Reinsurance Facilities

    Where there is a reinsurance facility—as in Massachusetts, North Carolina, New Hampshire, and South Carolina—every auto insurer is required to issue auto insurance to any licensed driver who applies and can pay the premium; in return, insurers can transfer the burden of bad risks to a pool to which all auto insurers belong. As members of the pool, insurers share in both premiums and losses. The insured generally knows nothing about this arrangement; like all other insureds, he or she receives a policy issued by the company to which he or she applied. In some states, however, a specific insurer is designated to service the policy or pay for losses of a given insured; then the insured likely knows his or her status in the facility.

    Joint Underwriting Associations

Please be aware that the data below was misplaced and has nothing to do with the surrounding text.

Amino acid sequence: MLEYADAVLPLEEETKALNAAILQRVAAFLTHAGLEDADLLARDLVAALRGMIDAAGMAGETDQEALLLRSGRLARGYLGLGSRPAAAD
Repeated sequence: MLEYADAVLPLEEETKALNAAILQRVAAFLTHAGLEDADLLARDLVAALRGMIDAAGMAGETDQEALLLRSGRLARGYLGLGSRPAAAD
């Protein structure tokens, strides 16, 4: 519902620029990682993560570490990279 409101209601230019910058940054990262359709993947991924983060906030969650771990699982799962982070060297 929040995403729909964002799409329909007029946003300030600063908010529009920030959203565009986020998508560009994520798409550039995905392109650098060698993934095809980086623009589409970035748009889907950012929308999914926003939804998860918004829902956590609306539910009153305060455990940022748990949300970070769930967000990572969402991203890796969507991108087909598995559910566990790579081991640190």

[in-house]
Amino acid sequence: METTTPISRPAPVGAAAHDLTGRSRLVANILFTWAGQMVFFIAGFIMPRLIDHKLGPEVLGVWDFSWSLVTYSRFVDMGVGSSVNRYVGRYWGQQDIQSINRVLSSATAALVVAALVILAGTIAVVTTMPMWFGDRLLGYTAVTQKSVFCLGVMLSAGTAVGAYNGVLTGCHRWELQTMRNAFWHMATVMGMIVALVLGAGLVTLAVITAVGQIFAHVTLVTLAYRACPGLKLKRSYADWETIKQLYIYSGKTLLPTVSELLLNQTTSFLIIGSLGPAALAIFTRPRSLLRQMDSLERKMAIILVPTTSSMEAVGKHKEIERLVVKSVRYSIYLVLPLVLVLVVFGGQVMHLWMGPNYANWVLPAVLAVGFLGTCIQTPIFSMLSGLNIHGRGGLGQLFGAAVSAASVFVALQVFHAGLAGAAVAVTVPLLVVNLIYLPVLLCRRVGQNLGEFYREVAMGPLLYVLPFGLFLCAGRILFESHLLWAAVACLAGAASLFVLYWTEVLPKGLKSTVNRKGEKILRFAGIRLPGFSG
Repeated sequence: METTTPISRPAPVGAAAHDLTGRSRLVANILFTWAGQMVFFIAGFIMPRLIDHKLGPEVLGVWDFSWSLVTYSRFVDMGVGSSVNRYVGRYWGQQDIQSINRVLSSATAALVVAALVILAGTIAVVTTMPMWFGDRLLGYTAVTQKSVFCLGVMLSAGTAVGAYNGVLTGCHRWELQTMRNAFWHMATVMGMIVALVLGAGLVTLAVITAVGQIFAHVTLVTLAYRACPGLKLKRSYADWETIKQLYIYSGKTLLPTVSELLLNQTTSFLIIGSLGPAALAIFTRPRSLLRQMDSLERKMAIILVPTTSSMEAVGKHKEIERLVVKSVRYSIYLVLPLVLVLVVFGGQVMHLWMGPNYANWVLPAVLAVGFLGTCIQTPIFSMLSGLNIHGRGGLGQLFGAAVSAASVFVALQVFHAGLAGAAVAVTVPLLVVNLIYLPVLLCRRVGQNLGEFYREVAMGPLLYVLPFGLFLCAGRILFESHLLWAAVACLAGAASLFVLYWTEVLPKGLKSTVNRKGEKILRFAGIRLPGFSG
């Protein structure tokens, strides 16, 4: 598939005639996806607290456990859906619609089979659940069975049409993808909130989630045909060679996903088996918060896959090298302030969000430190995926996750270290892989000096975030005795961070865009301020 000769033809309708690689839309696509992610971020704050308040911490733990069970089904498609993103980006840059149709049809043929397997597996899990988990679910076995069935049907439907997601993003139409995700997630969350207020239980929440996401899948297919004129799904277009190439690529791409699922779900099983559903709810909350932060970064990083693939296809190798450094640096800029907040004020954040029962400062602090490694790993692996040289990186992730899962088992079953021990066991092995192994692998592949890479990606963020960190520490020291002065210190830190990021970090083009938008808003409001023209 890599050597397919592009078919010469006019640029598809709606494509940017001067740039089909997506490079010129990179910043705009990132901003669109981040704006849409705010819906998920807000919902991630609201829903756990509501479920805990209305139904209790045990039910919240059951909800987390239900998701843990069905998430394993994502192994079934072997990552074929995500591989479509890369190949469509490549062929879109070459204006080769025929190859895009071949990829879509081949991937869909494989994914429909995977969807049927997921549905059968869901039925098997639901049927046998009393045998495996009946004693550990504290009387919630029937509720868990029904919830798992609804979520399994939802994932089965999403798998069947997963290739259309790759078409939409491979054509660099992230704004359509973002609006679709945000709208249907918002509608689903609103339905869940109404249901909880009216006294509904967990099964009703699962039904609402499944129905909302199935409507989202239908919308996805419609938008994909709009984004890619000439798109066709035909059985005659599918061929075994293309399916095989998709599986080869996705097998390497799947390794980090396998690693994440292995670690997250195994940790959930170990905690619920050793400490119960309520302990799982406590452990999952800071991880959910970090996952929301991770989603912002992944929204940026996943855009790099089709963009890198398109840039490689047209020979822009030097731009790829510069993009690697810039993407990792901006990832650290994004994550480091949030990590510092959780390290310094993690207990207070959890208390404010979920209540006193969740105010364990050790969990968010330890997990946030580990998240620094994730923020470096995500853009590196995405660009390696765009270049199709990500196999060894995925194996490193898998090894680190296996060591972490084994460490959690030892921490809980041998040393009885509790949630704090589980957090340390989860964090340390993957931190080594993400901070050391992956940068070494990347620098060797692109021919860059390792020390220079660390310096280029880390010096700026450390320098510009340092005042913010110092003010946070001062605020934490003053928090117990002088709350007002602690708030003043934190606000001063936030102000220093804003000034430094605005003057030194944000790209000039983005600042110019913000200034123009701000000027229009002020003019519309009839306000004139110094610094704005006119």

Where there is a joint underwriting association (JUA)—as in Florida, Hawaii, and Missouri—all automobile insurers in the state are members and the association is, in effect, an insurance industry company. Several insurers are appointed as servicing carriers to act as agents for the association. An applicant for insurance who cannot meet underwriting requirements in the regular market is issued a policy by the servicing carrier on behalf of the association; as far as the policyholder is concerned, the association is his or her insurer. Premiums and losses are shared by all the auto insurers in the state, similar to the auto insurance plan. The JUA differs from an auto insurance plan in that only designated servicing carriers can issue coverage to participants.